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Iowa court says DOT weigh station search that led to trucker’s drug charge was illegal


The Iowa Supreme Court recently sided with a trucker convicted for drug possession after finding that an Iowa DOT weigh station search conducted on his vehicle was illegal.

The Iowa Supreme Court has thrown out the search that led to Texas trucker Stephen Arrieta’s conviction on drug charges after finding that an Iowa Department of Transportation Motor Vehicle Officer searched his vehicle illegally, according to a report from Radio Iowa.

Thee incident began around 12:30 p.m. on August 5, 2020, according to a previous Decision issued by the Court of Appeals of Iowa in January 2023.

Arrieta was pulled into the Northwood weigh station on I-35 after Iowa Department of Transportation Motor Vehicle Officer Taran Waalkens noticed that his truck’s PrePass device failed.

Waalkens performed a Level III inspection.

From court documents:

During the inspection of Arrieta’s semi-tractor, Officer Waalkens learned the truck’s vehicle identification number (VIN) was reported as stolen. Officer Waalkens requested dispatch to “check with the originating agency to see if this stolen hit was still valid.” Meanwhile, as Officer Waalkens continued his inspection, he learned Arrieta was “only hauling insulation” from Minnesota to Texas, which from his experience, “wouldn’t be a productive trip for the company.” Officer Waalkens also noticed Arrieta was not operating an official electronic log book, so his entries were “highly editable.” Arrieta’s logbook also contained “multiple inconsistencies,” including instances “where [Arrieta] would change locations in Texas, sometimes over 100 miles,” and on the day prior, Arrieta “logged over 770 miles in exactly 11 hours of driving time,” “mean[ing] he would have averaged 77 mph during this trip.” Given this information, and considering his knowledge that “I-35 is a very popular corridor for drug trafficking,” Officer Waalkens “decided to call for a K9 at that point.”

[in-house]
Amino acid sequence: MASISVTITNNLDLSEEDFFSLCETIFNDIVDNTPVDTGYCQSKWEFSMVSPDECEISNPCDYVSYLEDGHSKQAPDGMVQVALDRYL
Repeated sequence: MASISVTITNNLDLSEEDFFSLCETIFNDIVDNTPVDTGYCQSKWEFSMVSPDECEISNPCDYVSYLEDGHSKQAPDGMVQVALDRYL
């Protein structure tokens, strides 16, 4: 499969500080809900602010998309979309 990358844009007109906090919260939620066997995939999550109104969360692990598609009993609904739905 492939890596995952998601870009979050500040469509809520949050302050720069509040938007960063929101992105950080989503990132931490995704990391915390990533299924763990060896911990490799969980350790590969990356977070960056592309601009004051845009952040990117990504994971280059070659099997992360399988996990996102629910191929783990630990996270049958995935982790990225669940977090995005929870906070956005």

At around 1:34 p.m., Officer Waalkens was advised by dispatch that the originating agency reported the VIN was still active as stolen, but “with it being a valid registration and a long period of time that it was probably a valid registration,” and not to “hold the driver for the stolen vehicle.” Officer Waalkens continued his inspection as Deputy Jesse Luther and Titan, a narcotics detection dog, arrived at around 2:00 p.m. Officer Waalkens had Arrieta come inside the weigh station with him “to further investigate the log book” and “review[ ] the information” with Arrieta while Deputy Luther had Titan conduct a free-air sniff of the vehicle. Titan alerted on the vehicle for the presence of narcotics in “the sleeper part” of the semi-tractor. Upon Arrieta’s consent, the officers subsequently discovered a small bag containing marijuana inside the vehicle in the area alerted to by Titan.

Arrieta was initially charged with possession of a controlled substance (marijuana) and operating while intoxicated. The operating while intoxicated charge was later dropped.

The Iowa Supreme Court found that Waalkens did not have reasonable suspicion to delay Arrieta at the weigh station for the drug dog to arrive and that Arrieta was improperly detained.


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